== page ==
Dissecting Intel's EPYC Benchmarks: Performance Through the Lens of Competitive Analysisby Johan De Gelas & Ian Cutress on November 28, 2017 9:00 AM EST
Although the AMD EPYC is definitely a worthy contender in the server space, AMD's technical marketing of the new CPU has been surprisingly absent, as the company not published any real server benchmarks. The only benchmarks published were SPEC CPU and Stream, with AMD preferring for its partners and third parties to promote performance. And, as our long-time readers know, while the SPEC CPU benchmarks have their merits and many people value them, they are a very poor proxy of most server workloads.
In every launch, we expect companies to offer an element of competitive analysis, often to show how their platform is good or better than the rest. At the launch of Intel's latest Xeon-SP platform, analysis to EPYC was limited to a high-level, as the systems were not as freely available as expected. AMD was able to do so on Broadwell-E at the time of the EPYC announcement because it was out and available - Intel wasn't able to do it on EPYC because AMD were several months away from moving it from a cloud-only ramp up program. This is partly the effect of AMD's server market implementation and announcement roadmap, although it didn't stop Intel from hypothesising about the performance deficits in ways that caught the attention of a number of online media.
Throughout all of this, AMD could not resist but to continue to tell the world that the "EPYC SoC Sets World Records on SPEC CPU Benchmarks". In the highly profitable field that is server hardware, this could not be left unanswered by Intel, who responded that the Intel Xeon Scalable has great "momentum" with no less than 110 performance records to date.
Jumping to the present time, in order to to prove Xeon-SP dominance over the competition, Intel's data center engineering group has been able to obtain a few EPYC systems and has started benchmarking. This benchmarking, along with justifications of third-party verification, was distributed to the small set of Xeon-SP launch reviewers as a guide, to follow up on that high-level discussion some time ago. The Intel benchmarking document we received had a good amount of detail however, and the conference call we had relating to it was filled with some good technical tidbits.
Our own benchmarks showed that the EPYC was a very attractive alternative in some workloads (Java applications), while the superior mesh architecture makes Intel's Xeon the best choice in other (Databases for example).
A Side Note About SPEC
A number of these records were achieved through SPEC. As mentioned above, while SPEC is a handy tool for comparing the absolute best tweaked peak performance of the hardware underneath, or if the system wants to be analysed close to the metal because of how well known the code base is, but this has trouble transferring exactly to the real world. A lot of time the software within a system will only vaguely know what system it is being run on, especially if that system is virtualised. Sending AVX-512 commands down the pipe is one thing, but SPEC compilation can be tweaked to make sure that cache locality is maintained whereas in the real-world, that might not be possible. SPEC says a lot about the system, but ultimately most buyers of these high-end systems are probing real-world workloads on development kits to see what their performance (and subsequent scale-out performance) might be.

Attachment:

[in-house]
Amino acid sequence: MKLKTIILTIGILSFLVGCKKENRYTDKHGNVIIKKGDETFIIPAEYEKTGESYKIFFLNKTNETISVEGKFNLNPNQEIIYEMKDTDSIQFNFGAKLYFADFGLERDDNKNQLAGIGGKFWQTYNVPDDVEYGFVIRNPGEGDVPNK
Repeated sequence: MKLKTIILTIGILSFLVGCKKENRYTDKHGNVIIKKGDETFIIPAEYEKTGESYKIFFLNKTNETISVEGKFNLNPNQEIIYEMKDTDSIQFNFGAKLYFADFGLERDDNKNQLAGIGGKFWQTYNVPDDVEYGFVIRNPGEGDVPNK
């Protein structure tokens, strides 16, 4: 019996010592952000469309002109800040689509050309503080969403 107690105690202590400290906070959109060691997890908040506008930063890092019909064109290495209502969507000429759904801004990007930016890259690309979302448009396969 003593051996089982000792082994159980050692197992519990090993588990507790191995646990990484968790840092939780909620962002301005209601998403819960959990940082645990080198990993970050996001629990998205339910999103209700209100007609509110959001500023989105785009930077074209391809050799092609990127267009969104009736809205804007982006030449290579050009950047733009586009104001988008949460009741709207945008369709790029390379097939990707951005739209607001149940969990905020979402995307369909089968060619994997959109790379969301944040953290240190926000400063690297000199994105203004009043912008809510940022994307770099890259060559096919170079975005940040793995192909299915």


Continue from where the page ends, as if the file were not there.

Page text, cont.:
For the purposes of this discussion, we have glossed over Intel's reported (and verified over at SPEC.org) results.
Pricing Up A System For Comparison
Professionals and the enterprise market will mention, and quite rightly, that Intel has been charging some heavy premiums with the latest generation, with some analysts mentioning a multiple jump up in pricing even for large customers, making it clear that the Xeon enterprise CPU line is their bread and butter. Although Intel's top-end Xeon Platinum 8180 should give the latest EPYC CPU a fit of trouble thanks to its 28 Skylake-SP cores running at 2.5 to 3.8 GHz, the massive price tag ($10009 for the standard version, $13011 for the high-memory model) made sure that Intel's benchmarking team had no other choice than also throwing in a much more modest Xeon Platinum 8160 (24 cores at 2.1 - 3.7 GHz, $4702k) as well as the Xeon Gold 6148 (20 cores at 2.4-3.7 GHz, $3072).
|Early Q3, 2017
|Late Q2, 2017*
|Skylake-SP with AVX-512
|Intel 14nm (14+)
|Cores / Threads
|28 / 56
|24 / 48
|20 / 40
|32 / 64
|48 (Technically 64 w/ Omni-Path Versions)
As a result of this pricing, one of the major humps for Intel in any comparison will be performance per dollar. In order to demonstrate that systems can be equivalent, Intel offered up this comparison from a single retailer. Ideally Intel should have offered multiple configurations options for this comparison, given that a single retailer can intend for different margins on different sets of products (or have different levels of partnership/ecosystem with the manufacturers).
Even then, price parity could only be reached by giving the Intel system less DRAM. Luckily this was the best way to configure the Intel based system anyway. We can only guess how much the benchmarking engineers swore at the people who set the price tags: "this could have been so much easier...". All joking apart, the document we received had a good amount of detail, and similar to how we looked into AMD's benchmarking numbers at their launch, we investigated Intel's newest benchmark numbers as well.